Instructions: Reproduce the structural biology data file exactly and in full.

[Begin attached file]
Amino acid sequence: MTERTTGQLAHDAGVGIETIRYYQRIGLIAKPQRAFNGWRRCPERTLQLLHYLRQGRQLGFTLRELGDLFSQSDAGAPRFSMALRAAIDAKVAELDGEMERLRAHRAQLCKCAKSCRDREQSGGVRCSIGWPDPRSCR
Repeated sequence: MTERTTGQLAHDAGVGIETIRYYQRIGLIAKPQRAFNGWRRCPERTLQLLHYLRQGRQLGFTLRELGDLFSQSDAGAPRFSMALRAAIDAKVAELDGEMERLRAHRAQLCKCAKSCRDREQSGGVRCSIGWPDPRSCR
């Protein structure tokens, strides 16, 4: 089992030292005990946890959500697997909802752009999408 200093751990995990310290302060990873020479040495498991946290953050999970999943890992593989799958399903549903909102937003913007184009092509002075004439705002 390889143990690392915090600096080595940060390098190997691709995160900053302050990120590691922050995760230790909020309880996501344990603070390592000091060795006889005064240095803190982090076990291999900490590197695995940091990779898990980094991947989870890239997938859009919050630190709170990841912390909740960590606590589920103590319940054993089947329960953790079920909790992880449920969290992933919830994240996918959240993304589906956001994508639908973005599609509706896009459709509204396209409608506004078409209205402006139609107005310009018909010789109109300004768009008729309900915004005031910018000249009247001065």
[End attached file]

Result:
Amino acid sequence: MTERTTGQLAHDAGVGIETIRYYQRIGLIAKPQRAFNGWRRCPERTLQLLHYLRQGRQLGFTLRELGDLFSQSDAGAPRFSMALRAAIDAKVAELDGEMERLRAHRAQLCKCAKSCRDREQSGGVRCSIGWPDPRSCR
Repeated sequence: MTERTTGQLAHDAGVGIETIRYYQRIGLIAKPQRAFNGWRRCPERTLQLLHYLRQGRQLGFTLRELGDLFSQSDAGAPRFSMALRAAIDAKVAELDGEMERLRAHRAQLCKCAKSCRDREQSGGVRCSIGWPDPRSCR
């Protein structure tokens, strides 16, 4: 089992030292005990946890959500697997909802752009999408 200093751990995990310290302060990873020479040495498991946290953050999970999943890992593989799958399903549903909102937003913007184009092509002075004439705002 390889143990690392915090600096080595940060390098190997691709995160900053302050990120590691922050995760230790909020309880996501344990603070390592000091060795006889005064240095803190982090076990291999900490590197695995940091990779898990980094991947989870890239997938859009919050630190709170990841912390909740960590606590589920103590319940054993089947329960953790079920909790992880449920969290992933919830994240996918959240993304589906956001994508639908973005599609509706896009459709509204396209409608506004078409209205402006139609107005310009018909010789109109300004768009008729309900915004005031910018000249009247001065």